Formula One world champion Max Verstappen and triple Tokyo Olympic gold medallist Elaine Thompson-Herah won the Laureus World Sportsman and Sportswoman of the Year awards Sunday in a virtual ceremony from Seville.
Dutchman Verstappen, who won the Emilia Romagna Grand Prix earlier Sunday, follows Rafael Nadal who won the men’s award last year and his great rival Lewis Hamilton, who shared the men’s prize with Lionel Messi in 2020.
Thompson-Herah is not the first Jamaican sprinter to win an award.
“I know Usain (Bolt) has won Laureus Awards before, so to bring this trophy back home to the Caribbean, also in Jamaica, is very special,” she said.
The awards are organised by the Laureus Sports Foundation and the 2021 winners were selected by a 71-member panel led by All Black rugby great Sean Fitzpatrick.
In a sign of how ephemeral sporting achievements can be, the Italian men’s football team, who followed winning the Euros last year with missing the World Cup this spring, were voted the ‘Team of the Year’, for a second time.
British tennis starlet Emma Raducanu, who has struggled for consistency since winning the US Open last year, received the ‘Breakthrough of the Year’ award.
The ceremony mopped up other big stars with a series of special awards.
NFL quarterback Tom Brady, a 44-year-old seven-time winner Super Bowl winner who retired then unretired after last season, received a ‘Lifetime Achievement’ award.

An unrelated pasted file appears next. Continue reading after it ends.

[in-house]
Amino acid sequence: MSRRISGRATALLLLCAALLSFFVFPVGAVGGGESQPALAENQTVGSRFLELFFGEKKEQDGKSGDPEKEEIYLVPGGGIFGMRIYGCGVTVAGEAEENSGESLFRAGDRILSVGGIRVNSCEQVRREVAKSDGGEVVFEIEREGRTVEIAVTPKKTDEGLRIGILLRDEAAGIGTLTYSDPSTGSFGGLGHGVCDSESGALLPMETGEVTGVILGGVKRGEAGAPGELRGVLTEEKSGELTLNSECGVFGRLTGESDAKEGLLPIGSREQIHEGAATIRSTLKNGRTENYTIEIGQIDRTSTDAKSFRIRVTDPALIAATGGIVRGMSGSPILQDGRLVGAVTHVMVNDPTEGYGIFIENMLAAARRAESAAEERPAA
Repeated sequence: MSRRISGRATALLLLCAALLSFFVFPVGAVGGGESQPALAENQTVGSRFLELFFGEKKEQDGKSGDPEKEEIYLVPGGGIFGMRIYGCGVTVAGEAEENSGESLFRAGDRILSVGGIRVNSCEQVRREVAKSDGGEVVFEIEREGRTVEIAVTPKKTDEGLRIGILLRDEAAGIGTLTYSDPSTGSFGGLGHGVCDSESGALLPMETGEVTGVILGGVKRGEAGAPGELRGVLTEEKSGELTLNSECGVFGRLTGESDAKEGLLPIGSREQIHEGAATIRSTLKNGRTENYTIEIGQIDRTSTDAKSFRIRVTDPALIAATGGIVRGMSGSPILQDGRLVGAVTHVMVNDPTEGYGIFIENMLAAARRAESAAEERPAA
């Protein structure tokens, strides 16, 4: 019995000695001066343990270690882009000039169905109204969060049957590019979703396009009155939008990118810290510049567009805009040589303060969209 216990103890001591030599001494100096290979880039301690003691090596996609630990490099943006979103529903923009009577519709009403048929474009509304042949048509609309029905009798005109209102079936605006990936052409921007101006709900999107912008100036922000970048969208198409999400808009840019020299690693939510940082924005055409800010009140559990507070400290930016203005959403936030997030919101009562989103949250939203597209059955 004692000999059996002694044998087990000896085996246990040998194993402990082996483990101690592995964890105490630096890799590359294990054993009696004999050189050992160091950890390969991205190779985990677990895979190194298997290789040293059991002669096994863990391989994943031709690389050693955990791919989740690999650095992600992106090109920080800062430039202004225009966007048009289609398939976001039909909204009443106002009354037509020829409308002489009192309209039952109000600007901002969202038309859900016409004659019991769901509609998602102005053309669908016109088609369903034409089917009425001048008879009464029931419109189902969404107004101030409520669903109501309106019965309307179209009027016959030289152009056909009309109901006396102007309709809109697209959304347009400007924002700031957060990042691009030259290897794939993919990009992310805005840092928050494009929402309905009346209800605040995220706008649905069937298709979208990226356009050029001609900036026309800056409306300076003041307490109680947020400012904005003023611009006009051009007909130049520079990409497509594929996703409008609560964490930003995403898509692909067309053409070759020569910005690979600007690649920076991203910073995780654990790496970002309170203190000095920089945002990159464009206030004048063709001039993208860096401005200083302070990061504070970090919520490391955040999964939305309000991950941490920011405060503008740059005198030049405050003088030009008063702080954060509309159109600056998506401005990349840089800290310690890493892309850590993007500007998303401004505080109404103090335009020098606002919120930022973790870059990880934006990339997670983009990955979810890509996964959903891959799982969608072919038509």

Bayern Munich striker Robert Lewandowski, who broke Gerd Mueller’s Bundesliga scoring record, was given an ‘Exceptional Achievement’ award.
Seven-time elite motorbike champion Valentino Rossi won the ‘Sporting Icon’ award, after retiring in November at the end of a 25-year career.
“This Award was founded in the year 2000 when Nelson Mandela said ‘sport has the power to change the world’ and I totally agree with that,” said Brady.
“Pele was voted for this Award in 2000. Billie Jean King was voted last year. People I really looked up to.”
Skateboarder Sky Brown won the ‘Comeback of the Year’ award aged 13.
She fractured her skull in training in June 2020 and was unresponsive when she arrived at hospital. She recovered and competed in Tokyo winning bronze and becoming Britain’s youngest Olympic medallist at 13 years and 28 days.
Swiss wheelchair racer Marcel Hug was named ‘World Sportsperson of the Year with a Disability’ for the second time after winning Tokyo Paralympics golds in 800, 1,500, with a world record time, 5,000 and marathon.
He also won the Berlin, New York and Boston marathons in 2021.
Briton Bethany Shriever took the ‘Action Sportsperson’ award after winning both Olympic and World Championship BMX golds. She financed her Olympic campaign with crowdfunding after UK Sport cut support.
The Real Madrid Foundation and a Chicago youth baseball programme Lost Boyz Inc, were also recognised with awards.
Gerald Asamoah, a former Germany international, and other black German footballers known collectively as the ‘Black Eagles’ won the ‘Athlete Advocate’ award for campaigning against racism.
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